Bishops’ Syndrome is sweeping the Reiki community. Perhaps you or someone you know has been infected by it.
This unfortunate malaise is marked by the following symptoms, each of which develops quickly into the next:
- incomplete information
- inadequate investigation
- illogical conclusions
- arbitrary lines drawn in sand.
All the above symptoms were first evidenced by the United States Conference of Catholic Bishops (USCCB), whose Committee on Doctrine issued a statement last month with this conclusion:
“Since Reiki therapy is not compatible with either Christian teaching or scientific evidence, it would be inappropriate for Catholic institutions, such as Catholic health care facilities and retreat centers, or persons representing the Church, such as Catholic chaplains, to promote or to provide support for Reiki therapy.”
WHAT’S A REIKI PRACTITIONER TO DO?
I propose seeing this apparent obstacle as a call to arms — or hands — and creating a Bishops Relief Effort — a community-based effort to relieve the suffering related to Bishops’ Syndrome.
A comment in the bishops’ statement speaks to all of us:
“While sometimes people fall into superstition through ignorance, it is the responsibility of all who teach in the name of the Church to eliminate such ignorance as much as possible.”
Those of us who teach in the name of anything–church or Reiki–have the responsibility to eliminate our own ignorance before we set out to eliminate that of others. The bishops failed to do this, therefore their statement is misguided. If Reiki practitioners can avoid making the same mistake, we can capitalize on the bishops’ error.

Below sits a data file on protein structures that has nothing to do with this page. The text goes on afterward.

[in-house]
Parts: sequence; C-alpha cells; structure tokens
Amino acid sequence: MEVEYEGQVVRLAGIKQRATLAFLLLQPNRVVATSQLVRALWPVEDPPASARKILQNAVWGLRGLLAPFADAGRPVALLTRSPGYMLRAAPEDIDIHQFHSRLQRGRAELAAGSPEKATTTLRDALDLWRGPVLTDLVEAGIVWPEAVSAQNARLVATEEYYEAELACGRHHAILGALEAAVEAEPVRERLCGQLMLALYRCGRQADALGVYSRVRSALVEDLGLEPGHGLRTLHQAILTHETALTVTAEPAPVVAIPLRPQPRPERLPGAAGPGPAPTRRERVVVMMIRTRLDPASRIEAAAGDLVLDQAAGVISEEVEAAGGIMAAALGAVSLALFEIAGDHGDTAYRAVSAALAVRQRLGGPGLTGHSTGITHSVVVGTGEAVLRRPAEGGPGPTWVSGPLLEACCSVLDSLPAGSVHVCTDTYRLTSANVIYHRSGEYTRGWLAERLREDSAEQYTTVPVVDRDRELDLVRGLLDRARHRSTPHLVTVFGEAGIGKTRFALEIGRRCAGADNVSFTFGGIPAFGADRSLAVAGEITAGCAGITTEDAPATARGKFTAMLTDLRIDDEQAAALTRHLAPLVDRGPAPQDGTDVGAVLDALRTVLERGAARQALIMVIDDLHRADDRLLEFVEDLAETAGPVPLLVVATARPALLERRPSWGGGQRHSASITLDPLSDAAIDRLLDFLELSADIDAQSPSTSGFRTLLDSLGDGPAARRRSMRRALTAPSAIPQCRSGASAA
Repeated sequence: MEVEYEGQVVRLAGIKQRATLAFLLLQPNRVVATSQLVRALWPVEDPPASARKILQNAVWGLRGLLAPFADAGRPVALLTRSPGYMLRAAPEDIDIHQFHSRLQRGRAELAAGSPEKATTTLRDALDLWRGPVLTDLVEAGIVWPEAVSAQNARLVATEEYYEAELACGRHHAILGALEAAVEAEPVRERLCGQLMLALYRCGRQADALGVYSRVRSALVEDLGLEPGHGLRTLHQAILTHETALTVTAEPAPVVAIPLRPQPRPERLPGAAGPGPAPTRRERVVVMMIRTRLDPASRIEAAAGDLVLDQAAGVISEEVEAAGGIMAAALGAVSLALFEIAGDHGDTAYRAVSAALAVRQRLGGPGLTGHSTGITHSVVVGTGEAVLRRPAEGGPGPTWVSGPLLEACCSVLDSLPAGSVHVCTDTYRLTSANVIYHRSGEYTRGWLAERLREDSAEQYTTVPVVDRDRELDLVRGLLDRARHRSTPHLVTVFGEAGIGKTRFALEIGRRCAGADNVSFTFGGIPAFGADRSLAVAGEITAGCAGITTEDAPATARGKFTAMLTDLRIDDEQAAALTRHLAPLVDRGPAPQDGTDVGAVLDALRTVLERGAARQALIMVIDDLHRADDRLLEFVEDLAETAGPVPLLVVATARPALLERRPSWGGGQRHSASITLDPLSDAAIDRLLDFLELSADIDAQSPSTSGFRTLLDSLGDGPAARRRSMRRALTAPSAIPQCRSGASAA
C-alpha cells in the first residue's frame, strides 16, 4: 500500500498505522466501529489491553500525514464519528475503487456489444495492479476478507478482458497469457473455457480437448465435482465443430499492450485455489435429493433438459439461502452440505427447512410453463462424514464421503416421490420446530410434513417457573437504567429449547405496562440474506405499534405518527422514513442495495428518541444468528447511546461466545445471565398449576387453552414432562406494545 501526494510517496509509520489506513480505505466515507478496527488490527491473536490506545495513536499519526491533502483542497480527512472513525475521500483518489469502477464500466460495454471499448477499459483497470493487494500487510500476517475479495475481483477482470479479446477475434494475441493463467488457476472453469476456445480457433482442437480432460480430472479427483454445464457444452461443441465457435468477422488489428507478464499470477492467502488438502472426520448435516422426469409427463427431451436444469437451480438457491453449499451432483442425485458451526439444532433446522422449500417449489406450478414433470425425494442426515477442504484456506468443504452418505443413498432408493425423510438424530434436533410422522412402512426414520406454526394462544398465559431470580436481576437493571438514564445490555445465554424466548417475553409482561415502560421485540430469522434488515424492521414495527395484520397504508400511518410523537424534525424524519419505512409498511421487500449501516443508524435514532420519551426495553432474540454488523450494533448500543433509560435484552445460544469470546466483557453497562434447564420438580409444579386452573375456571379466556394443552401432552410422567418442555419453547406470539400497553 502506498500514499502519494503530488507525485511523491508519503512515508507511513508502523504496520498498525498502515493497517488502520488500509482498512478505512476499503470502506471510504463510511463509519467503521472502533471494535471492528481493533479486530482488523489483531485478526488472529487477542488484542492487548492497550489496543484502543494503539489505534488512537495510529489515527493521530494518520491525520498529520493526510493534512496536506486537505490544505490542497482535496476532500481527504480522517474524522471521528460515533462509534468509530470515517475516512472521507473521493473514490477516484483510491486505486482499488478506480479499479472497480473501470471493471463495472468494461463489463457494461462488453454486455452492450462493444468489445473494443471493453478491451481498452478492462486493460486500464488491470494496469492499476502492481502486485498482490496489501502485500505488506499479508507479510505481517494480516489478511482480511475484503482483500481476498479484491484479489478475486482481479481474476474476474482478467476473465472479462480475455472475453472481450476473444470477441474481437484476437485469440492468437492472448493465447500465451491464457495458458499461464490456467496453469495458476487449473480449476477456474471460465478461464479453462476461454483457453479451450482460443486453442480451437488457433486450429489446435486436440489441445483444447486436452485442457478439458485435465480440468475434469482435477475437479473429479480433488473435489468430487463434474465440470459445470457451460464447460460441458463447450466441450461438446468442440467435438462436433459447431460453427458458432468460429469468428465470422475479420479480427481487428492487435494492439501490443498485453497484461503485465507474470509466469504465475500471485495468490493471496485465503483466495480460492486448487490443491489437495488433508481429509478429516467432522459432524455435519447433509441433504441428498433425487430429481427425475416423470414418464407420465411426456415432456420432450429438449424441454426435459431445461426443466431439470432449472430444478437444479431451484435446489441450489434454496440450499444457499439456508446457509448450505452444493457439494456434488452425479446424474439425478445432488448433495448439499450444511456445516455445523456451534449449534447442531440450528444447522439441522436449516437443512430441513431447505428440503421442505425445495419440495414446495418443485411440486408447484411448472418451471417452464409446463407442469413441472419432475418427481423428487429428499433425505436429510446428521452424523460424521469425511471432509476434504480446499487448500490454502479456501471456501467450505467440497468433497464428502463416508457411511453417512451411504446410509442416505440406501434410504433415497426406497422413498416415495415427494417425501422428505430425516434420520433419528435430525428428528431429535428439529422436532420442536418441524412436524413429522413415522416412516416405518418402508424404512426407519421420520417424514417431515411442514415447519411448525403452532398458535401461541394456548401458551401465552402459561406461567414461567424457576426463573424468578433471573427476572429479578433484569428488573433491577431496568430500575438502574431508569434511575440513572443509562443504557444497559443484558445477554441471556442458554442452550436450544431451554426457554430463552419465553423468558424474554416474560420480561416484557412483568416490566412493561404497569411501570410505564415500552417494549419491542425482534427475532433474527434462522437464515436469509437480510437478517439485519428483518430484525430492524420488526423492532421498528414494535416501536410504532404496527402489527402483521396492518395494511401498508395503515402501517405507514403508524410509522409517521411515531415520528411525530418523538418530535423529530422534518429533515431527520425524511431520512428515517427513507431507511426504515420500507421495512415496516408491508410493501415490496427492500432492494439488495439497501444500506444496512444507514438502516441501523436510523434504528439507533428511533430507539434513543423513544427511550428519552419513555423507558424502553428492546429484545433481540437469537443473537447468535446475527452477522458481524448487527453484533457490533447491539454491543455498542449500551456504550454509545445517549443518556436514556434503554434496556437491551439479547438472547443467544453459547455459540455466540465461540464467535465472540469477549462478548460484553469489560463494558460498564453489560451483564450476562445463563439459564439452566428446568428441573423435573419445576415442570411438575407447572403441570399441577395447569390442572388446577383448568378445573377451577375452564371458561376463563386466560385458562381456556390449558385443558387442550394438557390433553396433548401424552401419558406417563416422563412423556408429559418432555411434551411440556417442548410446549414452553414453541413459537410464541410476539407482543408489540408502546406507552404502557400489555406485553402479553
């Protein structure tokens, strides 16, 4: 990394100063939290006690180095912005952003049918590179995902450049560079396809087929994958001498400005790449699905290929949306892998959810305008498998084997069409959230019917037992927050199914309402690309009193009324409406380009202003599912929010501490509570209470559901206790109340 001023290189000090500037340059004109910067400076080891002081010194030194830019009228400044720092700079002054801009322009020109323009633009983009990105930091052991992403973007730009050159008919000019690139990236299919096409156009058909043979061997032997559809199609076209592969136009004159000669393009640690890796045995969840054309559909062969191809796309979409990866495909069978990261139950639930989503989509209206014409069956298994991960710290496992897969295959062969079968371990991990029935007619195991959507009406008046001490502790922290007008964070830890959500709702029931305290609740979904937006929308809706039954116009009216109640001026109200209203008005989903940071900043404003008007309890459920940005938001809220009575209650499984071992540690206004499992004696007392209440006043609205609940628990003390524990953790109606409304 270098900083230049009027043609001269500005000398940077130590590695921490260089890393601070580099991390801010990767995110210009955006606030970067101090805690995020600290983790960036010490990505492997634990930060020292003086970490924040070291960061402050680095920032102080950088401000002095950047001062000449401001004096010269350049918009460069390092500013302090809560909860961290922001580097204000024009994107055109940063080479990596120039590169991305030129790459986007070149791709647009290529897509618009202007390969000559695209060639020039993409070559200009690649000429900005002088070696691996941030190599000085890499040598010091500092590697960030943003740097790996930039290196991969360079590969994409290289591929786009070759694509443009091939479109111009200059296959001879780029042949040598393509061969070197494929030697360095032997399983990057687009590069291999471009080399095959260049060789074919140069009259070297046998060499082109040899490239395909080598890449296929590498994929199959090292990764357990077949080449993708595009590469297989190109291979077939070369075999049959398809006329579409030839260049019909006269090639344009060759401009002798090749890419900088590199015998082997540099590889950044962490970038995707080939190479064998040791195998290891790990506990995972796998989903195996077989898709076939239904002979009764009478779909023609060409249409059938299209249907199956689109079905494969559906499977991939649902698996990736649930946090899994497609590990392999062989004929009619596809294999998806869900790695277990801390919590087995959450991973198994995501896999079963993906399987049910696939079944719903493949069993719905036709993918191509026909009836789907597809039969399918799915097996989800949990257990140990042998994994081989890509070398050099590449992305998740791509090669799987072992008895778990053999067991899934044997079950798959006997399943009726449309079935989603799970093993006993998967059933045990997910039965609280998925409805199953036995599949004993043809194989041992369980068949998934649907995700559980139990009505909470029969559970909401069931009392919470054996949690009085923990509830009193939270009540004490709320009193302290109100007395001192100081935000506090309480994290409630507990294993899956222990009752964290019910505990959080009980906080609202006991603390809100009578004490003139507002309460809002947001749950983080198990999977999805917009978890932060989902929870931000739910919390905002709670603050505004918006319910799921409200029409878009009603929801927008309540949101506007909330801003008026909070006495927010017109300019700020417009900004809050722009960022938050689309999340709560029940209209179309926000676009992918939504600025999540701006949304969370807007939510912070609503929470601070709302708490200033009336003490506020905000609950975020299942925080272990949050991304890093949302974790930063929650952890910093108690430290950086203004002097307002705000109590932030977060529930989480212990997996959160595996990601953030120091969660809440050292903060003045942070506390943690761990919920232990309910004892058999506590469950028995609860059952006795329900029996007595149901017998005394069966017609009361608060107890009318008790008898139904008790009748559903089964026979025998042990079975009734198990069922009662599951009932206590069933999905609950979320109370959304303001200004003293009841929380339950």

What if each of us who practice Reiki committed ourselves to eliminating ignorance about our practice? We could start by examining the accuracy of the “facts” we share about Reiki, and evaluating the skill and clarity with which we represent our practice to the public.
THEY USED OUR OWN WORDS AGAINST REIKI
The bishops’ statement was built from information that has been circulated about Reiki by the Reiki community itself. Many of the rebuttals to the bishops’ statement repeat the inaccuracies seen in the Catholic document. This doesn’t make for an effective counter-campaign, does it?
Rather than waste time in outrage, we can accept that it was just a matter of time before something like this happened. In fact, this is evidence of the rapidly growing popularity of Reiki practice, an uneducated power response to how deeply Reiki has already been embraced by mainstream health care. We can use this to move forward.
Beware apathy: Bishops’ Syndrome is spreading. Some hospital Reiki programs have been pulled. We need to engage.
Skillfully. And now.
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